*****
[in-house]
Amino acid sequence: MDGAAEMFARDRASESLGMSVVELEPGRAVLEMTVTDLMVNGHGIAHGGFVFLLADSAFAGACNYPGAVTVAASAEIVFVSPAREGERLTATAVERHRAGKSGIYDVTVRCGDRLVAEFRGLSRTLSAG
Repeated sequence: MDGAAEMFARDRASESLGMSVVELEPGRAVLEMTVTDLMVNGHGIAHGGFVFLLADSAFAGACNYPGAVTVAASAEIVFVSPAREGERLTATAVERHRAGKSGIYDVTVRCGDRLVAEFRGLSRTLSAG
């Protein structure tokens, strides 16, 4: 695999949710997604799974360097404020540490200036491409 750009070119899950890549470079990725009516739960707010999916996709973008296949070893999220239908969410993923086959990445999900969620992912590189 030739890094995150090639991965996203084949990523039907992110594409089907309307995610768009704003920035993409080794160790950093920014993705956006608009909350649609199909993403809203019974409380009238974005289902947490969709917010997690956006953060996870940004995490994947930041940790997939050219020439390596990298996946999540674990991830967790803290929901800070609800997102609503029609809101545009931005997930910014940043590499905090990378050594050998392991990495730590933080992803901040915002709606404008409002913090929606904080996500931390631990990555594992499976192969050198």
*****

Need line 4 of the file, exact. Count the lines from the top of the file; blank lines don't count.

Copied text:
């Protein structure tokens, strides 16, 4: 695999949710997604799974360097404020540490200036491409 750009070119899950890549470079990725009516739960707010999916996709973008296949070893999220239908969410993923086959990445999900969620992912590189 030739890094995150090639991965996203084949990523039907992110594409089907309307995610768009704003920035993409080794160790950093920014993705956006608009909350649609199909993403809203019974409380009238974005289902947490969709917010997690956006953060996870940004995490994947930041940790997939050219020439390596990298996946999540674990991830967790803290929901800070609800997102609503029609809101545009931005997930910014940043590499905090990378050594050998392991990495730590933080992803901040915002709606404008409002913090929606904080996500931390631990990555594992499976192969050198």